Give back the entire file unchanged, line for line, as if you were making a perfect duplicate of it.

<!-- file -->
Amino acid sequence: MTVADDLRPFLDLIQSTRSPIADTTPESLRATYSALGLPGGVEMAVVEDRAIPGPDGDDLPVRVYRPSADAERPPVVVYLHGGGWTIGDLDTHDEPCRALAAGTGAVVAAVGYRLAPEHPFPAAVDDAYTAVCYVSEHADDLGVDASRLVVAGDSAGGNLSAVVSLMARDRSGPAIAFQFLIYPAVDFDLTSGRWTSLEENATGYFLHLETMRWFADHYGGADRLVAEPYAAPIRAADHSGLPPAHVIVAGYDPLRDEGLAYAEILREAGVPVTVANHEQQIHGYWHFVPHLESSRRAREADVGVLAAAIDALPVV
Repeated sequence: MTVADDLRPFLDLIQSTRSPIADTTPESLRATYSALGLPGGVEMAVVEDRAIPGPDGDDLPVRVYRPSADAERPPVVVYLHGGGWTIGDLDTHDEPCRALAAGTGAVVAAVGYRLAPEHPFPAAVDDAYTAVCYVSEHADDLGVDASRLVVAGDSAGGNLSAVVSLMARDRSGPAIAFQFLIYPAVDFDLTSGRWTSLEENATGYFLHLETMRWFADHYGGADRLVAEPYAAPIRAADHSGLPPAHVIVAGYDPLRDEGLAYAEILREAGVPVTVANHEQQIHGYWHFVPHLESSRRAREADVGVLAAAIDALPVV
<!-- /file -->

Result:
Amino acid sequence: MTVADDLRPFLDLIQSTRSPIADTTPESLRATYSALGLPGGVEMAVVEDRAIPGPDGDDLPVRVYRPSADAERPPVVVYLHGGGWTIGDLDTHDEPCRALAAGTGAVVAAVGYRLAPEHPFPAAVDDAYTAVCYVSEHADDLGVDASRLVVAGDSAGGNLSAVVSLMARDRSGPAIAFQFLIYPAVDFDLTSGRWTSLEENATGYFLHLETMRWFADHYGGADRLVAEPYAAPIRAADHSGLPPAHVIVAGYDPLRDEGLAYAEILREAGVPVTVANHEQQIHGYWHFVPHLESSRRAREADVGVLAAAIDALPVV
Repeated sequence: MTVADDLRPFLDLIQSTRSPIADTTPESLRATYSALGLPGGVEMAVVEDRAIPGPDGDDLPVRVYRPSADAERPPVVVYLHGGGWTIGDLDTHDEPCRALAAGTGAVVAAVGYRLAPEHPFPAAVDDAYTAVCYVSEHADDLGVDASRLVVAGDSAGGNLSAVVSLMARDRSGPAIAFQFLIYPAVDFDLTSGRWTSLEENATGYFLHLETMRWFADHYGGADRLVAEPYAAPIRAADHSGLPPAHVIVAGYDPLRDEGLAYAEILREAGVPVTVANHEQQIHGYWHFVPHLESSRRAREADVGVLAAAIDALPVV